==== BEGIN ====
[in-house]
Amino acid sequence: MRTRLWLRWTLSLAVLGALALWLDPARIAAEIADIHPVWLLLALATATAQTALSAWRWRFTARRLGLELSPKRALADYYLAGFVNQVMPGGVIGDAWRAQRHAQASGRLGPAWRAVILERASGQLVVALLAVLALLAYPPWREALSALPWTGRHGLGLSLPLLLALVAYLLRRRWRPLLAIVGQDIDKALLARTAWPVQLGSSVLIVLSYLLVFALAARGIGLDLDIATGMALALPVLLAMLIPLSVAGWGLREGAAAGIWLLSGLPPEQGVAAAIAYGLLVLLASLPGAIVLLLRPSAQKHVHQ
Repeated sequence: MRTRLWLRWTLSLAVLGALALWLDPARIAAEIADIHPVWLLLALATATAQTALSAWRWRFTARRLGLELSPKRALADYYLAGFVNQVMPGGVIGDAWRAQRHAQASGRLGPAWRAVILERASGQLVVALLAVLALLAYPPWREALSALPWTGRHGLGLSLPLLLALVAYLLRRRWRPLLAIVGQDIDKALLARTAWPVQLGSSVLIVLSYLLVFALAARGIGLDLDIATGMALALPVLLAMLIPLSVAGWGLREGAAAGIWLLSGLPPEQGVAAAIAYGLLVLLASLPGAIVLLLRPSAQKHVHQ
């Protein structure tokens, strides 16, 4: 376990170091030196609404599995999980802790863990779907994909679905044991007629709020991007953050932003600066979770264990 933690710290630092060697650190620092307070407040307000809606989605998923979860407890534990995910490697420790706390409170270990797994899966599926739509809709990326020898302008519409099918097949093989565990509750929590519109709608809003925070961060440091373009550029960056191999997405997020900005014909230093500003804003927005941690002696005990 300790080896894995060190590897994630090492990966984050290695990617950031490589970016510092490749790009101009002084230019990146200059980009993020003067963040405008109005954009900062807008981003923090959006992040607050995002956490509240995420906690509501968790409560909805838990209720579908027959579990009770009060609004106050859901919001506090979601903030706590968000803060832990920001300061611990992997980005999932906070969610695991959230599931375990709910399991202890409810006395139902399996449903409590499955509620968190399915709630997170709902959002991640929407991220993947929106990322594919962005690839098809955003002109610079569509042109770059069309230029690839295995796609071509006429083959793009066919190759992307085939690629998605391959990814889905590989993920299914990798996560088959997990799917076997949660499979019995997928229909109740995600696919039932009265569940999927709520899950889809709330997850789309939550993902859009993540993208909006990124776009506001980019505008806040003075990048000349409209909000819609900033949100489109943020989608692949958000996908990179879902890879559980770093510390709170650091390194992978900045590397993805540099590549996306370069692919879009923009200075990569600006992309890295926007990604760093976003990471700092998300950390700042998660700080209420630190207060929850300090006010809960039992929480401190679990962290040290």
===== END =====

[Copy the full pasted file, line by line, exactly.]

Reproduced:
[in-house]
Amino acid sequence: MRTRLWLRWTLSLAVLGALALWLDPARIAAEIADIHPVWLLLALATATAQTALSAWRWRFTARRLGLELSPKRALADYYLAGFVNQVMPGGVIGDAWRAQRHAQASGRLGPAWRAVILERASGQLVVALLAVLALLAYPPWREALSALPWTGRHGLGLSLPLLLALVAYLLRRRWRPLLAIVGQDIDKALLARTAWPVQLGSSVLIVLSYLLVFALAARGIGLDLDIATGMALALPVLLAMLIPLSVAGWGLREGAAAGIWLLSGLPPEQGVAAAIAYGLLVLLASLPGAIVLLLRPSAQKHVHQ
Repeated sequence: MRTRLWLRWTLSLAVLGALALWLDPARIAAEIADIHPVWLLLALATATAQTALSAWRWRFTARRLGLELSPKRALADYYLAGFVNQVMPGGVIGDAWRAQRHAQASGRLGPAWRAVILERASGQLVVALLAVLALLAYPPWREALSALPWTGRHGLGLSLPLLLALVAYLLRRRWRPLLAIVGQDIDKALLARTAWPVQLGSSVLIVLSYLLVFALAARGIGLDLDIATGMALALPVLLAMLIPLSVAGWGLREGAAAGIWLLSGLPPEQGVAAAIAYGLLVLLASLPGAIVLLLRPSAQKHVHQ
């Protein structure tokens, strides 16, 4: 376990170091030196609404599995999980802790863990779907994909679905044991007629709020991007953050932003600066979770264990 933690710290630092060697650190620092307070407040307000809606989605998923979860407890534990995910490697420790706390409170270990797994899966599926739509809709990326020898302008519409099918097949093989565990509750929590519109709608809003925070961060440091373009550029960056191999997405997020900005014909230093500003804003927005941690002696005990 300790080896894995060190590897994630090492990966984050290695990617950031490589970016510092490749790009101009002084230019990146200059980009993020003067963040405008109005954009900062807008981003923090959006992040607050995002956490509240995420906690509501968790409560909805838990209720579908027959579990009770009060609004106050859901919001506090979601903030706590968000803060832990920001300061611990992997980005999932906070969610695991959230599931375990709910399991202890409810006395139902399996449903409590499955509620968190399915709630997170709902959002991640929407991220993947929106990322594919962005690839098809955003002109610079569509042109770059069309230029690839295995796609071509006429083959793009066919190759992307085939690629998605391959990814889905590989993920299914990798996560088959997990799917076997949660499979019995997928229909109740995600696919039932009265569940999927709520899950889809709330997850789309939550993902859009993540993208909006990124776009506001980019505008806040003075990048000349409209909000819609900033949100489109943020989608692949958000996908990179879902890879559980770093510390709170650091390194992978900045590397993805540099590549996306370069692919879009923009200075990569600006992309890295926007990604760093976003990471700092998300950390700042998660700080209420630190207060929850300090006010809960039992929480401190679990962290040290």